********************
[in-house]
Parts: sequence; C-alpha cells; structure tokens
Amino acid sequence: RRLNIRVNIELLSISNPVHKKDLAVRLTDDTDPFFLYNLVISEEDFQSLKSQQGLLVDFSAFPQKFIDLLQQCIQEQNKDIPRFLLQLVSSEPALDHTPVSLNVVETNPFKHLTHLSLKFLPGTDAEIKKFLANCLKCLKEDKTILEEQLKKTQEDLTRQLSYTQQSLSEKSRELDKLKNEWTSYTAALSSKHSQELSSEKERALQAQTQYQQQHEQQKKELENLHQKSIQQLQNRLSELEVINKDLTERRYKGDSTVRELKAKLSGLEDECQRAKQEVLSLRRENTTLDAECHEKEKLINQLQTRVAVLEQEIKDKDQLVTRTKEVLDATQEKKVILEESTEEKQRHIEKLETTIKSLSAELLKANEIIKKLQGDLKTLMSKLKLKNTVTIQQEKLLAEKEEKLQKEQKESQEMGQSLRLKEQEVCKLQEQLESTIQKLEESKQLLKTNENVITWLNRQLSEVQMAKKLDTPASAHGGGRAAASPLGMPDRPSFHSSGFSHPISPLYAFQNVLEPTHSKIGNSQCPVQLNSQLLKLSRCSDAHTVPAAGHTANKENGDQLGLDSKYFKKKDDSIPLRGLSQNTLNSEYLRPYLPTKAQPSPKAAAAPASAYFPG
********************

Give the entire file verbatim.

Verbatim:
[in-house]
Parts: sequence; C-alpha cells; structure tokens
Amino acid sequence: RRLNIRVNIELLSISNPVHKKDLAVRLTDDTDPFFLYNLVISEEDFQSLKSQQGLLVDFSAFPQKFIDLLQQCIQEQNKDIPRFLLQLVSSEPALDHTPVSLNVVETNPFKHLTHLSLKFLPGTDAEIKKFLANCLKCLKEDKTILEEQLKKTQEDLTRQLSYTQQSLSEKSRELDKLKNEWTSYTAALSSKHSQELSSEKERALQAQTQYQQQHEQQKKELENLHQKSIQQLQNRLSELEVINKDLTERRYKGDSTVRELKAKLSGLEDECQRAKQEVLSLRRENTTLDAECHEKEKLINQLQTRVAVLEQEIKDKDQLVTRTKEVLDATQEKKVILEESTEEKQRHIEKLETTIKSLSAELLKANEIIKKLQGDLKTLMSKLKLKNTVTIQQEKLLAEKEEKLQKEQKESQEMGQSLRLKEQEVCKLQEQLESTIQKLEESKQLLKTNENVITWLNRQLSEVQMAKKLDTPASAHGGGRAAASPLGMPDRPSFHSSGFSHPISPLYAFQNVLEPTHSKIGNSQCPVQLNSQLLKLSRCSDAHTVPAAGHTANKENGDQLGLDSKYFKKKDDSIPLRGLSQNTLNSEYLRPYLPTKAQPSPKAAAAPASAYFPG